At this time the 46 chromosomes that contain 23 pairs, one chromosome of each pair being produced from the mother and one from the father. During the first meiotic division, the chromosomes derived from the mother and father are distributed randomly between the daughter cells.

This process and the process of crossing over leads to the thorough shuffling of the genetic material to the cells produced. And due to this reason, the daughter cells have a definite genetic content.

Genetic shuffling also takes place at fertilization when the sperm fertilizes an egg. It is therefore unsurprising that no two people except similar twins are identical.

CHROMOSOMAL SEX AND SEX CHROMATIN

We’ve seen that every cell of the individual male has 44+X+Y chromosomes; and that each cell of a lady has 44+X+X chromosomes. We have also seen that through the formation of gametes by meiosis the chromosome number is reduced to half. Because of this, all ova contain 22+X chromosomes. Spermatozoa are of two types. Some have the chromosomal constitution 22+X and others have the constitution 22+Y.

If an ovum is fertilized by a sperm bearing an X-chromosome the resulting child has (22+X)+(22+X) = 44+X+X chromosomes and is a girl. On the other hand, if an ovum is fertilized with a sperm bearing a Y-chromosome the kid has (22+X) +(22+Y) = 44+X +Y chromosomes and is a guy. Of both X-chromosomes in a lady, only 1 is functionally energetic.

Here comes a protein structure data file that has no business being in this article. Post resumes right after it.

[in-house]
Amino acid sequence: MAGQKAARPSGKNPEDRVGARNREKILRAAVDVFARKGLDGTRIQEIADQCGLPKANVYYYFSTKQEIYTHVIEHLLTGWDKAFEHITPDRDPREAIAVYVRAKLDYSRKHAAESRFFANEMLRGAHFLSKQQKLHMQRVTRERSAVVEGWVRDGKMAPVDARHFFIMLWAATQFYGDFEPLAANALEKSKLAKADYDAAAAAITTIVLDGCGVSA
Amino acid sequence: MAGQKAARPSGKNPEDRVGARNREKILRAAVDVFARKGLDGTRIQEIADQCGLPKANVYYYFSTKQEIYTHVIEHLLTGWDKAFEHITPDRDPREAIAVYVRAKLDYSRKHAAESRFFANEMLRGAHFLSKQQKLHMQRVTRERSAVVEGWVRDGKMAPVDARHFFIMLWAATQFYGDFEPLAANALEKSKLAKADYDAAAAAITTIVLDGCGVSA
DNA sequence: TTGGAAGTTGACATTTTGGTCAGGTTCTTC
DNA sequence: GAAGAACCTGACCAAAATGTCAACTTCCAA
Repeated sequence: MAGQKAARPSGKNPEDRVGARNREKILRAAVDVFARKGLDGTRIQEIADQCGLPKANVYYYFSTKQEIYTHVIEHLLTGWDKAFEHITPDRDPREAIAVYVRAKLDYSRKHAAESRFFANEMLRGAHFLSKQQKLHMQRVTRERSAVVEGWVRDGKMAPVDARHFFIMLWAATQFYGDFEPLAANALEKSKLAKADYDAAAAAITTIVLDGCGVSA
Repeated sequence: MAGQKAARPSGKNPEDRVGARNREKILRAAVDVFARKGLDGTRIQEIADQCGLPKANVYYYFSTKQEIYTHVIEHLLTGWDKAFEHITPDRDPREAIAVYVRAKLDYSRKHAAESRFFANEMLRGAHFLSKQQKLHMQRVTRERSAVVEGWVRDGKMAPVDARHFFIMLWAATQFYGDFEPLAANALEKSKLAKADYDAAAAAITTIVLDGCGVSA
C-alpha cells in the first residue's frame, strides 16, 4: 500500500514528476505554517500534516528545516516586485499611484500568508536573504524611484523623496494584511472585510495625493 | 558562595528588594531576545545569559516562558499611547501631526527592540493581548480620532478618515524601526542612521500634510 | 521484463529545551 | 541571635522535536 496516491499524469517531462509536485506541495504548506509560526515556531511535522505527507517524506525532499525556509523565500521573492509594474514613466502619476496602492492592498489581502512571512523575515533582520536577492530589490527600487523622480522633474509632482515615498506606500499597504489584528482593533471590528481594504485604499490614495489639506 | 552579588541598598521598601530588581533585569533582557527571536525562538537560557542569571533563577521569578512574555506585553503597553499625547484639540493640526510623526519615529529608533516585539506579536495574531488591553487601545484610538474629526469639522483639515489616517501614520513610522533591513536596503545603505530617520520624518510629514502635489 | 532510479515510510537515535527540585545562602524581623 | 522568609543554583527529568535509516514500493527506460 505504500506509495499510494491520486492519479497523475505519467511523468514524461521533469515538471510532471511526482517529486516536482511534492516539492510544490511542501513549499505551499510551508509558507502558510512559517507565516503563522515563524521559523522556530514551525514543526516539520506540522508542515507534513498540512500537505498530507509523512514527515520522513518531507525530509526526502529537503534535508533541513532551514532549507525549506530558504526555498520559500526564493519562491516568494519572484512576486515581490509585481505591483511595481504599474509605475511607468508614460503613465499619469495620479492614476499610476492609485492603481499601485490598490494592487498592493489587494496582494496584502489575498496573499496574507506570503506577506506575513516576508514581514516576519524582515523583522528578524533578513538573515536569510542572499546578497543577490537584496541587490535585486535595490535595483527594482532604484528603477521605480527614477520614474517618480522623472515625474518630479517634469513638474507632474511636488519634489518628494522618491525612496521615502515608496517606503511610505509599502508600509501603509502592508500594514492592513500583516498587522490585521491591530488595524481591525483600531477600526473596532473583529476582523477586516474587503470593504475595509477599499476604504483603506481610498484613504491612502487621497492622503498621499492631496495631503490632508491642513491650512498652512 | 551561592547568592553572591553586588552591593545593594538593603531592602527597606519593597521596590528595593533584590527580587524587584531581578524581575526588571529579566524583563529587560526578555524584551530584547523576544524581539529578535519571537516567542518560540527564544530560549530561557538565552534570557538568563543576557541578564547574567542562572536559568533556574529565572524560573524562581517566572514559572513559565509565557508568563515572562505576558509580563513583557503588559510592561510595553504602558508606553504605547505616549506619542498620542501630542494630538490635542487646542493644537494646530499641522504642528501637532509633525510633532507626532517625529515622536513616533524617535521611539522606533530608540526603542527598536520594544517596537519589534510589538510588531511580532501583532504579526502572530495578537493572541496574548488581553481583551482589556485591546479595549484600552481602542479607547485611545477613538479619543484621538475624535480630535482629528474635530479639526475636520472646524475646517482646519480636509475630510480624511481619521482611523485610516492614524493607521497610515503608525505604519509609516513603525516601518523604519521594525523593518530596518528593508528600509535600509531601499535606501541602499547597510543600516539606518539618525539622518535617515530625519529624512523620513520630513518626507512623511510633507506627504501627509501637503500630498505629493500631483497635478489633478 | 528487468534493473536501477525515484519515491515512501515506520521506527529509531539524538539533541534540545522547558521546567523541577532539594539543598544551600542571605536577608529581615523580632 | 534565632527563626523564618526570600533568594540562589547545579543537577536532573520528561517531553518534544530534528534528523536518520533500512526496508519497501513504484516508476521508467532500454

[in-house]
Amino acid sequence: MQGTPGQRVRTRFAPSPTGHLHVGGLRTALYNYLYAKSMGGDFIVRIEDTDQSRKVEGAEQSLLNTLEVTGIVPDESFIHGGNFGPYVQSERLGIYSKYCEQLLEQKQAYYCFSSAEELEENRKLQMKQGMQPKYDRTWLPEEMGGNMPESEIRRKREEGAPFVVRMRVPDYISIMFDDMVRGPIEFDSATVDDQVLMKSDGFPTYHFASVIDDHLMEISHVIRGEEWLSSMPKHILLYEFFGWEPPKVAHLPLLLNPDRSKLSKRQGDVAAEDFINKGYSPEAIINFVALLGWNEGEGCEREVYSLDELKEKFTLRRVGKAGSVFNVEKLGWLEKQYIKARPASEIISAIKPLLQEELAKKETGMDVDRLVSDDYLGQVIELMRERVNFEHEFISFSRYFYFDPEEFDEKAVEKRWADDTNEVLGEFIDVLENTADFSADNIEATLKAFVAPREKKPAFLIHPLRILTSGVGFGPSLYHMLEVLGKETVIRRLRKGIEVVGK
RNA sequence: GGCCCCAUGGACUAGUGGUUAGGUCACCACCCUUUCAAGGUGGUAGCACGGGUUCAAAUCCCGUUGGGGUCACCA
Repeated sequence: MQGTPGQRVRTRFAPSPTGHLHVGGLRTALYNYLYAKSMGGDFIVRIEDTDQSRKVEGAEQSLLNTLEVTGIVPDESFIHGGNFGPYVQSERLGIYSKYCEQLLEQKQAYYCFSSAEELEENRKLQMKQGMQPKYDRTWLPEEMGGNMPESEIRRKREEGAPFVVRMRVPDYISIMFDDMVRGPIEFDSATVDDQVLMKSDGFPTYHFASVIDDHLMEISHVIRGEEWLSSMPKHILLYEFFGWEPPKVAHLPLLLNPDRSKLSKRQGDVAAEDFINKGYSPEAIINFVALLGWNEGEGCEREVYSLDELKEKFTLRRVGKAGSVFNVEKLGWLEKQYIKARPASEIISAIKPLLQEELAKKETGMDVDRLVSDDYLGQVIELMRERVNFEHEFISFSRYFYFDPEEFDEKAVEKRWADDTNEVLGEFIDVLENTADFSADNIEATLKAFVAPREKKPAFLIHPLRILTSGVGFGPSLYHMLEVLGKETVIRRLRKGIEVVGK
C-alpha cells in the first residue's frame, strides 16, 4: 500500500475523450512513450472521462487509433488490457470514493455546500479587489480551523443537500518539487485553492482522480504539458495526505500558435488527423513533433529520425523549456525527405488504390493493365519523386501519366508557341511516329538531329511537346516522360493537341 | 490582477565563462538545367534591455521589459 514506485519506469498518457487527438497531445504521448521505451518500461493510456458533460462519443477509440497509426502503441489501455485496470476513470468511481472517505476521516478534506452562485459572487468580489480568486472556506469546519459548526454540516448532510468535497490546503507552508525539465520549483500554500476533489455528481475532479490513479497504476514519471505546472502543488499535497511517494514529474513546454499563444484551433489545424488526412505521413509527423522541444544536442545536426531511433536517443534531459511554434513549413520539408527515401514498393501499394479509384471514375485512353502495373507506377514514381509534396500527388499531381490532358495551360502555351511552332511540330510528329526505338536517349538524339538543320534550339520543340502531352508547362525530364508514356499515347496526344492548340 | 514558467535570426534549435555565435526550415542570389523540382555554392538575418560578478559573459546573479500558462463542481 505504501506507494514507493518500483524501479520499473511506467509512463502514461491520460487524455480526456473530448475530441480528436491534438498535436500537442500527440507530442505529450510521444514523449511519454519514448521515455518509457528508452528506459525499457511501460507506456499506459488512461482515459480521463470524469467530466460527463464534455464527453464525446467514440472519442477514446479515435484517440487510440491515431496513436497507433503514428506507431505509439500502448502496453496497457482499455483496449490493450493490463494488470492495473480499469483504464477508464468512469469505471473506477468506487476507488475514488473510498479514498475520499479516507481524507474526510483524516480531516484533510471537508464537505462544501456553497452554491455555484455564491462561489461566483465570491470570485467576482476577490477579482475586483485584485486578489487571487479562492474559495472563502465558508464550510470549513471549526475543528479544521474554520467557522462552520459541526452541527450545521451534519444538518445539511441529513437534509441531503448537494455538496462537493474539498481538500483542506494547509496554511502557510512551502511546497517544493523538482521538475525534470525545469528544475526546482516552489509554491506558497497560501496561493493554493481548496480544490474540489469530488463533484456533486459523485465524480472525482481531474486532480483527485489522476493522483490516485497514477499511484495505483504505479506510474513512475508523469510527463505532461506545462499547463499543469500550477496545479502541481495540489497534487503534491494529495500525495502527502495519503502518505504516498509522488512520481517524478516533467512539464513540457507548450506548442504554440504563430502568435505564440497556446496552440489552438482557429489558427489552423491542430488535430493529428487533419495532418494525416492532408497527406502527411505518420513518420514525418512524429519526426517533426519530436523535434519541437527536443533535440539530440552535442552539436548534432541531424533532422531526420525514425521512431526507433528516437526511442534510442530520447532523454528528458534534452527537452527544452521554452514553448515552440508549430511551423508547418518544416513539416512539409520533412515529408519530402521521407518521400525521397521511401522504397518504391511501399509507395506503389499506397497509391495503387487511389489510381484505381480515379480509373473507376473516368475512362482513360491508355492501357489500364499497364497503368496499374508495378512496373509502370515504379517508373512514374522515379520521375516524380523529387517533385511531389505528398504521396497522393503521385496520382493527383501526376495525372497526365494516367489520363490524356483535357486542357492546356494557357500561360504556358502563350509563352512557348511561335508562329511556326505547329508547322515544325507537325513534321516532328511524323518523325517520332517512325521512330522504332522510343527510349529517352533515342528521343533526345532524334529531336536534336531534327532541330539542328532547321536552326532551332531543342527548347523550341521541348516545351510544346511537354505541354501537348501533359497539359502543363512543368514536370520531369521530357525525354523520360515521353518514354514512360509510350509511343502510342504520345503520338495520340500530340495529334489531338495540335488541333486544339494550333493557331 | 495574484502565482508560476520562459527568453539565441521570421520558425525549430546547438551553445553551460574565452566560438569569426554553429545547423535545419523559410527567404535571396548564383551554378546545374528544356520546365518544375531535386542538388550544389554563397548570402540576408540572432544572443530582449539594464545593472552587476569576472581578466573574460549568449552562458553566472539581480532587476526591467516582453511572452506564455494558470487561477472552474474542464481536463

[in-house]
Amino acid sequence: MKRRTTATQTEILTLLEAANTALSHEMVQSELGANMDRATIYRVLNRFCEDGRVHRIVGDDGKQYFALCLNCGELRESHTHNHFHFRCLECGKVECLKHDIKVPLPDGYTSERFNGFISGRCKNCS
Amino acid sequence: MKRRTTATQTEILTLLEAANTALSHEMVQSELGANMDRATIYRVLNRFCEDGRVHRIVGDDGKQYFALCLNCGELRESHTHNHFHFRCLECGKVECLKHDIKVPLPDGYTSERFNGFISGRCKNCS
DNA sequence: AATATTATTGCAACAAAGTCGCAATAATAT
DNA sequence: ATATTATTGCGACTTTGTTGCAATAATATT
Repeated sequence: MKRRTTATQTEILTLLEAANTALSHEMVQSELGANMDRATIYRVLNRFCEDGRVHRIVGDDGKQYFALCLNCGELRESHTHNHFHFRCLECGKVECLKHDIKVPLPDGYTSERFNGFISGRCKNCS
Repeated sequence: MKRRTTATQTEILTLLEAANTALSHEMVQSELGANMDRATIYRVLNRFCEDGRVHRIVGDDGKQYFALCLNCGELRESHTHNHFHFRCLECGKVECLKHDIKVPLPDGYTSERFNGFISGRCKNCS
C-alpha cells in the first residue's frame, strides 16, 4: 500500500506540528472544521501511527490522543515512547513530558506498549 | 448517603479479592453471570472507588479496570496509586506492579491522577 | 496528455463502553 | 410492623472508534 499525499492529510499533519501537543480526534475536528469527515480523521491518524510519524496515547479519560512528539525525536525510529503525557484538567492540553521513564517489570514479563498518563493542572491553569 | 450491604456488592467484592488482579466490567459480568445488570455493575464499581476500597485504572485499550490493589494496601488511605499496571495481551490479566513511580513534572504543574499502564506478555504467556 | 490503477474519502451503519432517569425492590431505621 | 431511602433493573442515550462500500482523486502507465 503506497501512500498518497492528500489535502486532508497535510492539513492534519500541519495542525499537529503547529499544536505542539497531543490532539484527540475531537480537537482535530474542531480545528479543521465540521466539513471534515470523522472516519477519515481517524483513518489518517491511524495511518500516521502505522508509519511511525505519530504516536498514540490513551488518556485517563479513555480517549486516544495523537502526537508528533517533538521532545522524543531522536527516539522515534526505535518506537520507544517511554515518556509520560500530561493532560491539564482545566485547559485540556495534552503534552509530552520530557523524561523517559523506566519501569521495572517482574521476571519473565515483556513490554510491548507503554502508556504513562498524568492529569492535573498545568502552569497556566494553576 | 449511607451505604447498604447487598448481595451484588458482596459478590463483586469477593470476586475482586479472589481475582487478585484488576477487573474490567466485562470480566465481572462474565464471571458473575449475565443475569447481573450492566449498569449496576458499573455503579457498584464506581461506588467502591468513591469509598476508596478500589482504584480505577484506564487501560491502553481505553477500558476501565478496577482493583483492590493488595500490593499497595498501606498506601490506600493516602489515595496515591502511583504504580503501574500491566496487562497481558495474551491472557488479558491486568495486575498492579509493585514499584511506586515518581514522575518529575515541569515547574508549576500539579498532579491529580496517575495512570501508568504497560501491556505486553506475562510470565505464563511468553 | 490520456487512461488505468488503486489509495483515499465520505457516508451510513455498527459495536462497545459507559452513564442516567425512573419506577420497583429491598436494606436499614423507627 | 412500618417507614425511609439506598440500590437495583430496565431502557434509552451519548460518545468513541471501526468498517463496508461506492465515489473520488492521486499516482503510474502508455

The other (inactive) X-chromosome forms a mass of heterochromatin that lies slightly below the nuclear membrane. This mass of heterochromatin can be identified in suitable arrangements and can be handy in identifying whether a particular tissue belongs to a male or a female.

As a result of this association with sex, this mass of heterochromatin is named the sex chromatin. It is also called a Barr-body following the name of the scientist who found out it.

In a few cells, the sex chromatin occupies a different position from that described above. In neurons, it forms a curved mass lying very close to the nucleolus and it is, therefore, called a nucleolar satellite. In neutrophil leucocytes it could show up as an isolated round mass mounted on the rest of the nucleus by a narrow band, thus resembling the looks of the drumstick.

Rarely, a lot of people may have significantly more than two X-chromosomes. In such cases, only one X chromosome is energetic (and therefore euchromatic) while others are represented by the public of heterochromatin.

Thus in a person with three X-chromosomes, two public of sex chromatin are seen. In some cases, the sex of a person may not be clear (at delivery) because of abnormalities in the genital organs.

In such cases, the real sex of the average person may be determined by looking for sex chromatin. Methods are also designed for identifying the Y-chromosome in cells. However, a very important thing to do is to make a karyotype.

Nondisjunction

The abnormal separation of chromosomes in the first meiotic division or sister chromatids in the second meiotic division is called nondisjunction. Nondisjunction can result in the production of gametes that have few or more chromosomes than normal.

Non-disjunction can cause the following conditions
1. Down syndrome
2.  Patau syndrome
3.  Edwards syndrome
4.  Klinefelter syndrome
5.  Turner syndrome
6.  Triple X syndrome
7.  XYY syndrome.